17/05/2024 lewrockwell.com  10 min 🇬🇧 #248743

We Are All Zombies Now

By  Alasdair Macleod

 MacleodFinance Substack

May 17, 2024

The consequence is soaring, unproductive debt both in public and private sectors. In the past, debt levels have been low enough for central banks to force through further interest rate suppression to perpetuate malinvestments. That is no longer possible, with G7 government debt to GDP ratios commonly exceeding 100%. This article argues that interest rates will not fall materially, if at all, but will continue to rise.

Rising interest rates threaten to destroy the stagnating businesses which make up most of G7 economies, threatening entire banking systems. As their power has increased, central banks now bear responsibility for the financial integrity of the business environment as well. Individual insolvencies may be tolerated, but the prospect of wholesale failures requires governments and their central banks to prevent them.

Consequently, Schumpeter's concept of creative destruction has not been permitted to work its magic, and without which capitalism fails to deliver economic progress. We are usually aware of the economic progress arising from new technologies because it is plain to see. But we are less aware of the need of more mundane processes to continually evolve. In free markets this is achieved by competition among suppliers to improve products and services for the consumer.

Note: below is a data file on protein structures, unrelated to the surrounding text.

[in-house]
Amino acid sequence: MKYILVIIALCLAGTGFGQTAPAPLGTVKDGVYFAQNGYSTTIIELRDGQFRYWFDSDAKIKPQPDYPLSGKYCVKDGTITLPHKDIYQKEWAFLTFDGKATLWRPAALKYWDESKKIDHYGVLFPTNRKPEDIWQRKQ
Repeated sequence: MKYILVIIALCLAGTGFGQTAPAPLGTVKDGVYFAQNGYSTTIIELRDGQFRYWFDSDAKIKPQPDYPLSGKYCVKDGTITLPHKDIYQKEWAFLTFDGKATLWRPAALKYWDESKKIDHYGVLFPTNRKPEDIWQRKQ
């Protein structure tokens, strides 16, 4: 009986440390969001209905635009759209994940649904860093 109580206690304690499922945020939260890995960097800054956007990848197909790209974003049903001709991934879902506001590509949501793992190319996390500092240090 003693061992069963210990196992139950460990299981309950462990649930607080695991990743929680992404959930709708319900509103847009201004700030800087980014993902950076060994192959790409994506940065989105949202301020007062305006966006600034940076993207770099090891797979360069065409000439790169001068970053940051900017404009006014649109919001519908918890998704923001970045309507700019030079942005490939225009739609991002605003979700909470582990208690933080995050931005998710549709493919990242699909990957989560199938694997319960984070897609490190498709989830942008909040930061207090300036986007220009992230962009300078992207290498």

It follows that a Darwinian process of natural evolution must occur, whereby those businesses not fit to survive competition must die, and their capital and labour resources redeployed towards production that is viable and capable of anticipating ever-changing patterns of consumption.

Before addressing the consequences of interest rate policy by which central banks support failing businesses, we should note that there are other factors standing in the way of wider economic progress. Big businesses lobby governments for trade protection and subsidies, which are anticompetitive and suppress rivals. Trade tariffs and quotas remain a popular way of protecting domestic markets from foreign competition, readily labelled unfair. The entire structure of regulation is designed to keep establishment businesses going and upstart competition out. This is achieved by the state effectively taking purchasing decisions out of the hands of consumers by insisting that only approved goods and services are available to them.

For some time now, the business of government and central banks is to protect and perpetuate corporations which can no longer compete in free markets. Politicians and government economists compound the problem by being unaware that their policies are anti-progress. Instead, they talk of economic growth measured by GDP, which is not and never can be a measure of economic progress. GDP is simply the total of credit deployed in the transaction of qualifying items. It provides excellent camouflage for zombies.